Welcome to the first issue of The Oncology Nurse-APN/PA (TON) for 2013. We’ll be publishing 11 issues this year, keeping you up-to-date about what is happening in the world of oncology research and bringing you information that helps you in your day-to-day practice.
In this issue, we tell you about some of the news coming out of the San Antonio Breast Cancer Symposium (SABCS). Our coverage from SABCS includes the results of a study indicating that “chemo brain,” the cognitive changes identified in patients undergoing chemotherapy, is present in patients with breast cancer prior to undergoing chemotherapy and appears to be related to fatigue and anxiety. As Bernadine Cimprich, PhD, RN, stated, “These findings underscore the need for increased awareness among clinicians that cognitive problems can begin before treatment…. Early identification of women at greater risk is important, because cognitive problems can worsen over time.” We also report on an SABCS presentation that pointed out the importance of addressing sexual issues in breast cancer survivors. As one of the presenters said, “The foremost issue is breaking the silence. If you don’t see sexual problems in your practice, you are not asking the right questions.”
This issue also starts our coverage of the news from the American Society of Hematology (ASH) annual meeting. You’ll see more in next month’s issue as we cover the highlights from ASH.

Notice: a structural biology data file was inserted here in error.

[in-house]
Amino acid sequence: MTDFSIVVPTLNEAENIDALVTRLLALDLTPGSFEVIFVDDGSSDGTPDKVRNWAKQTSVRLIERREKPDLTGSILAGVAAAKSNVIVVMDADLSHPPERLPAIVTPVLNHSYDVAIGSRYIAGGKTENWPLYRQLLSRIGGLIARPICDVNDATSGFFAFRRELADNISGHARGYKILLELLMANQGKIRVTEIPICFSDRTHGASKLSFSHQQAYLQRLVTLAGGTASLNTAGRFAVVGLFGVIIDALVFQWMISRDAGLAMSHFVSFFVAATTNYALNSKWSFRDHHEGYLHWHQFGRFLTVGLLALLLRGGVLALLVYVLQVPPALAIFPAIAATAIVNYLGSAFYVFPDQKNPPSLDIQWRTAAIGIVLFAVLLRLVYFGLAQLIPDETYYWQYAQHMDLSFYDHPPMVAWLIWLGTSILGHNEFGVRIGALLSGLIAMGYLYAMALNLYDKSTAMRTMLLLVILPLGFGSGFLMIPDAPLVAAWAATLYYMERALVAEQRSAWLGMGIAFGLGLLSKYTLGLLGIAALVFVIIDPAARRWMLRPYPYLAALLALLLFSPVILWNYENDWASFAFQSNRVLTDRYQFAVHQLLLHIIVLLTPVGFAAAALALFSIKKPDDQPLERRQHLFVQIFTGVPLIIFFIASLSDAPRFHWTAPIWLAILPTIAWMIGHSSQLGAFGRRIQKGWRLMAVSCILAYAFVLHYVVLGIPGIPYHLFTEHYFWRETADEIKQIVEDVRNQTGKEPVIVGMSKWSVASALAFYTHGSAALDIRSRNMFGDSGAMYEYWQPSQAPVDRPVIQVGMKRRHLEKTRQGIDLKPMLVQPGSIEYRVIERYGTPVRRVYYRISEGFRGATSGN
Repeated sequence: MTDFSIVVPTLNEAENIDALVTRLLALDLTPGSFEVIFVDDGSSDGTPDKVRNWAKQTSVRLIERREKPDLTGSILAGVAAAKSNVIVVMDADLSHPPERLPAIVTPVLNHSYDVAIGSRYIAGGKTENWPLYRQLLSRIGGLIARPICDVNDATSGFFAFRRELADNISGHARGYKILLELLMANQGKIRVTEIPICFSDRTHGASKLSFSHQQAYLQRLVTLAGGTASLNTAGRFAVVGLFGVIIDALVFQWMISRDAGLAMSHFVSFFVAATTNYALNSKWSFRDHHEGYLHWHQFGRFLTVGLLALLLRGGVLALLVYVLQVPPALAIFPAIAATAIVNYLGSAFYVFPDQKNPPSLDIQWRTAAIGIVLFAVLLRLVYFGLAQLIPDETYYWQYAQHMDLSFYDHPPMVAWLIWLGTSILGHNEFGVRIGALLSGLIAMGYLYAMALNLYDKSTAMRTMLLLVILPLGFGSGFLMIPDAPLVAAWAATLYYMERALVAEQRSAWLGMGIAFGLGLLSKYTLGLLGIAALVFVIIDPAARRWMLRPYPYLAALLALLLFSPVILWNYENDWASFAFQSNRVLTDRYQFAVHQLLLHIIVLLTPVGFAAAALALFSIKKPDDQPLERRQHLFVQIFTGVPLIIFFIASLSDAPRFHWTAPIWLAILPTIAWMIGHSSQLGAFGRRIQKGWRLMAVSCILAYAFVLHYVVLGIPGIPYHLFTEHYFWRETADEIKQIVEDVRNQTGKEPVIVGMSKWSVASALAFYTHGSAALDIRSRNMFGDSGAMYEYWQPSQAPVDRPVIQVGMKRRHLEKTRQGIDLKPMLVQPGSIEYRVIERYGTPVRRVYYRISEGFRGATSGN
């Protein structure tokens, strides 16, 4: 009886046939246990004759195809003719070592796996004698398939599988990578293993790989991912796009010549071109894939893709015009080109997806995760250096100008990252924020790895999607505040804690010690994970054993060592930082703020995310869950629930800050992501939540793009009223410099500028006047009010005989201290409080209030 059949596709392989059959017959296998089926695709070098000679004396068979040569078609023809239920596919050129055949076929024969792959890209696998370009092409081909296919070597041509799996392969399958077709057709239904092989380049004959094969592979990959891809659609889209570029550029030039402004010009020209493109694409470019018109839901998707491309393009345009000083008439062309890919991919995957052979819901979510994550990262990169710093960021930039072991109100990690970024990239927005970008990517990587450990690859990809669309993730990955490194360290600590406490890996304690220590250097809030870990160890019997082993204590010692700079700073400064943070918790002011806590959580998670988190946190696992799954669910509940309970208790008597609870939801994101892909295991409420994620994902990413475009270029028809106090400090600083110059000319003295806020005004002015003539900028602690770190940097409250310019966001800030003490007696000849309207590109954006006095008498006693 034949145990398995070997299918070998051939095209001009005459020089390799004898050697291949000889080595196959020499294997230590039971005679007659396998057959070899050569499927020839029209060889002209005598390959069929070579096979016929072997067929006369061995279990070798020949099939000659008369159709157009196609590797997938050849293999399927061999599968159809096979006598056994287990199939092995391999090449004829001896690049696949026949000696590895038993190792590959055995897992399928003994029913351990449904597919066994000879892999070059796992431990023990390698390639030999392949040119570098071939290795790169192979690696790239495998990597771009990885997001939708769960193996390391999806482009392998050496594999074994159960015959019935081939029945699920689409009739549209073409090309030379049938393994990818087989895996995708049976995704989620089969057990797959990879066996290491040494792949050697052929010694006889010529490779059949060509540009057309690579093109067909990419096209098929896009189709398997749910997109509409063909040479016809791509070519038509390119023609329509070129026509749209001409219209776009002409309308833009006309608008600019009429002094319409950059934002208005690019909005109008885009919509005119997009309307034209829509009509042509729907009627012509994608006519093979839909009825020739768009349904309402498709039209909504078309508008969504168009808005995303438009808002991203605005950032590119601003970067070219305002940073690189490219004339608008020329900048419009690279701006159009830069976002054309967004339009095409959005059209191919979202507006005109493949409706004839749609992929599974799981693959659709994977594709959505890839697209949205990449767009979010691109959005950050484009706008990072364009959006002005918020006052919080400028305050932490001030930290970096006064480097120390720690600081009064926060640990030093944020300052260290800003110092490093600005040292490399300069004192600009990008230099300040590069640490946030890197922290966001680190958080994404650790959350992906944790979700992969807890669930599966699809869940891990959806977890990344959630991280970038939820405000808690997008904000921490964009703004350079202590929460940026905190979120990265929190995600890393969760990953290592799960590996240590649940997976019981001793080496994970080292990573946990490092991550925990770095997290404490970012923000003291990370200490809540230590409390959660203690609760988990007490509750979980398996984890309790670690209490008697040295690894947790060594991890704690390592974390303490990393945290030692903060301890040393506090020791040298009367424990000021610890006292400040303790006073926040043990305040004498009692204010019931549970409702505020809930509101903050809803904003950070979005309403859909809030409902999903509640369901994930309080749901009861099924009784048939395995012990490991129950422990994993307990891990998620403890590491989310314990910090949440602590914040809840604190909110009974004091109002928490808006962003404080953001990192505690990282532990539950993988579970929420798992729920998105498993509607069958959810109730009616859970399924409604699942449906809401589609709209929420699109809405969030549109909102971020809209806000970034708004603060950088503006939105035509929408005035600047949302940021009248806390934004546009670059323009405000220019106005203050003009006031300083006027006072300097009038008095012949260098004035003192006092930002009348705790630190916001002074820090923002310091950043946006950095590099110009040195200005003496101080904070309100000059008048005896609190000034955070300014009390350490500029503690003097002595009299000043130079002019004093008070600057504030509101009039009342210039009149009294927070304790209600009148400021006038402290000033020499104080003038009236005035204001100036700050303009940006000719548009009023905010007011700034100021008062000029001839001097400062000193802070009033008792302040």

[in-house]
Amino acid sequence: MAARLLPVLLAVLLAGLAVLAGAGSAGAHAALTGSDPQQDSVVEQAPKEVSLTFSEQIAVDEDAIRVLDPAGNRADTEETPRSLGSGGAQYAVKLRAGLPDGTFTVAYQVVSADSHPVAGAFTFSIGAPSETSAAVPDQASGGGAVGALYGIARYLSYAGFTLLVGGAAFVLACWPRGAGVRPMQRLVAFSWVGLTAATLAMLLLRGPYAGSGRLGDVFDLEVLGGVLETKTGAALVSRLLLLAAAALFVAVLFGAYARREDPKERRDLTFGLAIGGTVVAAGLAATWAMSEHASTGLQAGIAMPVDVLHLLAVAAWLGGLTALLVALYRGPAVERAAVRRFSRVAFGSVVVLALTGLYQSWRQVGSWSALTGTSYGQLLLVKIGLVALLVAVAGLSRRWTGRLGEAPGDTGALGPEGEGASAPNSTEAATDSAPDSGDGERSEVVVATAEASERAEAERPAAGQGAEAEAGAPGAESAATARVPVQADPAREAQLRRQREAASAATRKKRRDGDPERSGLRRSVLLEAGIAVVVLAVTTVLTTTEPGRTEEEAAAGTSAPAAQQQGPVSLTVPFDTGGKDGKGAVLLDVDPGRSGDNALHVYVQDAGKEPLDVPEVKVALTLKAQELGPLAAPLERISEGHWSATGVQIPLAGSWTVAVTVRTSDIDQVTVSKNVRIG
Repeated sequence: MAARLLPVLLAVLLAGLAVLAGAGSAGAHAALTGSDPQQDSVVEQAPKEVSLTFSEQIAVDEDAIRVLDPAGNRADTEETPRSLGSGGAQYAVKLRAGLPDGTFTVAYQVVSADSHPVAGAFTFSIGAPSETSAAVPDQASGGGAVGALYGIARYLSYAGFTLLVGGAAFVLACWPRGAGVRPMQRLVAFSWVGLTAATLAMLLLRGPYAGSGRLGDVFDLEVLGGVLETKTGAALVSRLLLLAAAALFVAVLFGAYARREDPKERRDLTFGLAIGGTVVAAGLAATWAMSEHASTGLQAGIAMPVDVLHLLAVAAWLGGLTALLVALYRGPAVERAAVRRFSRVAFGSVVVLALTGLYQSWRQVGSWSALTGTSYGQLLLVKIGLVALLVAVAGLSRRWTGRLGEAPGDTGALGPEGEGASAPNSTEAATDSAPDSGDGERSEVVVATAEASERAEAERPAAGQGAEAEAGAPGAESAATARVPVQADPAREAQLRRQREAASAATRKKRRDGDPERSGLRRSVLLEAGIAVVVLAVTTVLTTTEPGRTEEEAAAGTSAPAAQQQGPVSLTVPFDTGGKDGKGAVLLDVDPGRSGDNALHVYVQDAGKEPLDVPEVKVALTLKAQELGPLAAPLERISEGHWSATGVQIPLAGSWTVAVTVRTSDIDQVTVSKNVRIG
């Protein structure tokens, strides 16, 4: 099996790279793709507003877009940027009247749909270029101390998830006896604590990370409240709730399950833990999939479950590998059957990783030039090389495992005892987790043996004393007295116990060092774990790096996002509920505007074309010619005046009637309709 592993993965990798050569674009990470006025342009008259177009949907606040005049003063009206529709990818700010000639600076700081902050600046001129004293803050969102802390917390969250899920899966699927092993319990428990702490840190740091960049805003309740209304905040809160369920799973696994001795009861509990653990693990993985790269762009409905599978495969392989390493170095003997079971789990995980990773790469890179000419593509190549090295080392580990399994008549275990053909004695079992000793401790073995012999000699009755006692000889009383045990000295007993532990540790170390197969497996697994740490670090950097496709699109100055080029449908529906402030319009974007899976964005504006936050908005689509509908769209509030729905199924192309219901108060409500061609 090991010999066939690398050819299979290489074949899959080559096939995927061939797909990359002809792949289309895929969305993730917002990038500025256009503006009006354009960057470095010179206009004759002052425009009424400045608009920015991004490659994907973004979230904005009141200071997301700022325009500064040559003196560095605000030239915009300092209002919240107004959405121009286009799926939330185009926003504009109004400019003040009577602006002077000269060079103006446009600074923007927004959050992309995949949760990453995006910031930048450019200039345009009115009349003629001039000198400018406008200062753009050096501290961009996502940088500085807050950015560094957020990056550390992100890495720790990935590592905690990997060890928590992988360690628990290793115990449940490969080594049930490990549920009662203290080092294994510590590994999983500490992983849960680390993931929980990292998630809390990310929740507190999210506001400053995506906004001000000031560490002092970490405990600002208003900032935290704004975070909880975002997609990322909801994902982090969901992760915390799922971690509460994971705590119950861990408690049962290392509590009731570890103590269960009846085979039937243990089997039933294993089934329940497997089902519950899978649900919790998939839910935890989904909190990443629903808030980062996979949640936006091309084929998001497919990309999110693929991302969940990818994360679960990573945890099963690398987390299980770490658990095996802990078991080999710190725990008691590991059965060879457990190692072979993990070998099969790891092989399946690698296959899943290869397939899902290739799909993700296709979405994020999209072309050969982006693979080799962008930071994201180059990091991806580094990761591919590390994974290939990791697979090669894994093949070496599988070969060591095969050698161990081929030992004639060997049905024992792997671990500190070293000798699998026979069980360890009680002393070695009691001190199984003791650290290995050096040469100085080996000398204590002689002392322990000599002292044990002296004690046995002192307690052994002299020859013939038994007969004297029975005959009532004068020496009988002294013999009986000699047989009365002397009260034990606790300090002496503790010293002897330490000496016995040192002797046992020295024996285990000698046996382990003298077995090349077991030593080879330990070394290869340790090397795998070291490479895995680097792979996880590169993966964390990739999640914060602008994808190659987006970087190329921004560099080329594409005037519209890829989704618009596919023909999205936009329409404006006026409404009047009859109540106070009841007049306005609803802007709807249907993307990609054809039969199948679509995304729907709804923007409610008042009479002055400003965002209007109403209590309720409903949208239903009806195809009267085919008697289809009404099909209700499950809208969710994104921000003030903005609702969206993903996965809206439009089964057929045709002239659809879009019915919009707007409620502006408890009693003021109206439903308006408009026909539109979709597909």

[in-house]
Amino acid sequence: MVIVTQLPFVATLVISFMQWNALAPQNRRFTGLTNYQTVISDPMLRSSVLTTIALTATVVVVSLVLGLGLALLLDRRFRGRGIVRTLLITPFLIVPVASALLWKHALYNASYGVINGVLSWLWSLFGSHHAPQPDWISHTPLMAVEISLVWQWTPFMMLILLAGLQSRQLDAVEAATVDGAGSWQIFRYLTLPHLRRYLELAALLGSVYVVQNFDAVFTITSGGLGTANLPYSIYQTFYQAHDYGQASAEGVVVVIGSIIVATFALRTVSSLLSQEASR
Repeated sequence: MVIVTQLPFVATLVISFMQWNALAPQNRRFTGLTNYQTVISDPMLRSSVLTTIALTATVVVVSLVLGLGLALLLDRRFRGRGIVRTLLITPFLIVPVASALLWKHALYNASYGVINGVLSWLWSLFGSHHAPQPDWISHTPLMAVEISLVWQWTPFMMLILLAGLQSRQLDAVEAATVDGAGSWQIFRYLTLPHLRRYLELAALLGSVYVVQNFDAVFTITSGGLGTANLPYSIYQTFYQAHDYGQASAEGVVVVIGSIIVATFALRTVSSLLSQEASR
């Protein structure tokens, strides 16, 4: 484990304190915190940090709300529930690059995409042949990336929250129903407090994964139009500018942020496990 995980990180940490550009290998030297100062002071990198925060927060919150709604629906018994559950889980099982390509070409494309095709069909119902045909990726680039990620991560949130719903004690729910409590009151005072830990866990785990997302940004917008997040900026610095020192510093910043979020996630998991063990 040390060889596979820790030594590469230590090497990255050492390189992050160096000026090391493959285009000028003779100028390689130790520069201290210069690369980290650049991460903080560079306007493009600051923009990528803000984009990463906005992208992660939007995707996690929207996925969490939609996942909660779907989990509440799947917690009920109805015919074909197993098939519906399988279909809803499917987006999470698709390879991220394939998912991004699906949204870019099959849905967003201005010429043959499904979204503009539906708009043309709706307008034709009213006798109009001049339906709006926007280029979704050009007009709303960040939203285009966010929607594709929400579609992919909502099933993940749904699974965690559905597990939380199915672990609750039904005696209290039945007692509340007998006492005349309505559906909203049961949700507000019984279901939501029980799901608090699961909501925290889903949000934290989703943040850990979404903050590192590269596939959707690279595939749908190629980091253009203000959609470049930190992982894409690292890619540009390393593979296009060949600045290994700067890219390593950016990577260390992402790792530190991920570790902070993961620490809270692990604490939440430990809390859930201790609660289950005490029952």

Be sure to read MMA’s article about how she struggled to adhere to her medication regimen at home after more than 8 months of hospital-based treatment. She writes about not wanting to be a “cancer patient” anymore and how this affected her feelings toward taking her medications. This month’s Reader Poll asks if your patients talk to you about how to adhere to their medication regimen when they return home (see page 8). Please tell us what your patients are telling you and how you respond to their concerns.
As always, I encourage you to visit our website, www.TheOncologyNurse.com. Be sure to tell us what topics you want to see covered in TON. We want to hear from you, and we appreciate your feedback—positive and negative—about what you see in print and on the website.